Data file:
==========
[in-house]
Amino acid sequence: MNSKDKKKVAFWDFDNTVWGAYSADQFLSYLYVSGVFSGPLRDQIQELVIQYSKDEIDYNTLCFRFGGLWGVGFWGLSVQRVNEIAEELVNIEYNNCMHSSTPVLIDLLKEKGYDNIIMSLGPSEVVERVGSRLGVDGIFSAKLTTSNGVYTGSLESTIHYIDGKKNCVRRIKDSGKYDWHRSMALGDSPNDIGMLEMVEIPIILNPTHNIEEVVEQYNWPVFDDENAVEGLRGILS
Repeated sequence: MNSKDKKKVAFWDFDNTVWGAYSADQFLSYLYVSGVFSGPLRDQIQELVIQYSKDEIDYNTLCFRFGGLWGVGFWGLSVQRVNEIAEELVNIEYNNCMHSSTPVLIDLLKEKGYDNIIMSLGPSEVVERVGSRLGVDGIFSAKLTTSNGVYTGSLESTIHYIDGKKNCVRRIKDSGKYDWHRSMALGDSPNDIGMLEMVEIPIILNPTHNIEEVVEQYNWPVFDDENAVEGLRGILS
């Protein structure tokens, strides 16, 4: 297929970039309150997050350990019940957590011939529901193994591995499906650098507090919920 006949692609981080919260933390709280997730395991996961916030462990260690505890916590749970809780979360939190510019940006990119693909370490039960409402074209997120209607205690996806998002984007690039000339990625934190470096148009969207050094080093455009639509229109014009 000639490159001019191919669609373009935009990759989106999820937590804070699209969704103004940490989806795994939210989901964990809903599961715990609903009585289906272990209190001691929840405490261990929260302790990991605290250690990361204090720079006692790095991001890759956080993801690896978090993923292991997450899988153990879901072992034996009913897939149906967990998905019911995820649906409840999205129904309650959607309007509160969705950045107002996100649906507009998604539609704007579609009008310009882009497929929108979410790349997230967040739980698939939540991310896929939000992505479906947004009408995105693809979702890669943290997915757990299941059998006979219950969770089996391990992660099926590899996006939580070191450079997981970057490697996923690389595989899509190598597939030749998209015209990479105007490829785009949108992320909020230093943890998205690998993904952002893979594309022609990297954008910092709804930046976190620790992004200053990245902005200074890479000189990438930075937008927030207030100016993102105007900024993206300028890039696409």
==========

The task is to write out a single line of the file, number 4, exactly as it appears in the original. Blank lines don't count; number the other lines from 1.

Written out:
């Protein structure tokens, strides 16, 4: 297929970039309150997050350990019940957590011939529901193994591995499906650098507090919920 006949692609981080919260933390709280997730395991996961916030462990260690505890916590749970809780979360939190510019940006990119693909370490039960409402074209997120209607205690996806998002984007690039000339990625934190470096148009969207050094080093455009639509229109014009 000639490159001019191919669609373009935009990759989106999820937590804070699209969704103004940490989806795994939210989901964990809903599961715990609903009585289906272990209190001691929840405490261990929260302790990991605290250690990361204090720079006692790095991001890759956080993801690896978090993923292991997450899988153990879901072992034996009913897939149906967990998905019911995820649906409840999205129904309650959607309007509160969705950045107002996100649906507009998604539609704007579609009008310009882009497929929108979410790349997230967040739980698939939540991310896929939000992505479906947004009408995105693809979702890669943290997915757990299941059998006979219950969770089996391990992660099926590899996006939580070191450079997981970057490697996923690389595989899509190598597939030749998209015209990479105007490829785009949108992320909020230093943890998205690998993904952002893979594309022609990297954008910092709804930046976190620790992004200053990245902005200074890479000189990438930075937008927030207030100016993102105007900024993206300028890039696409």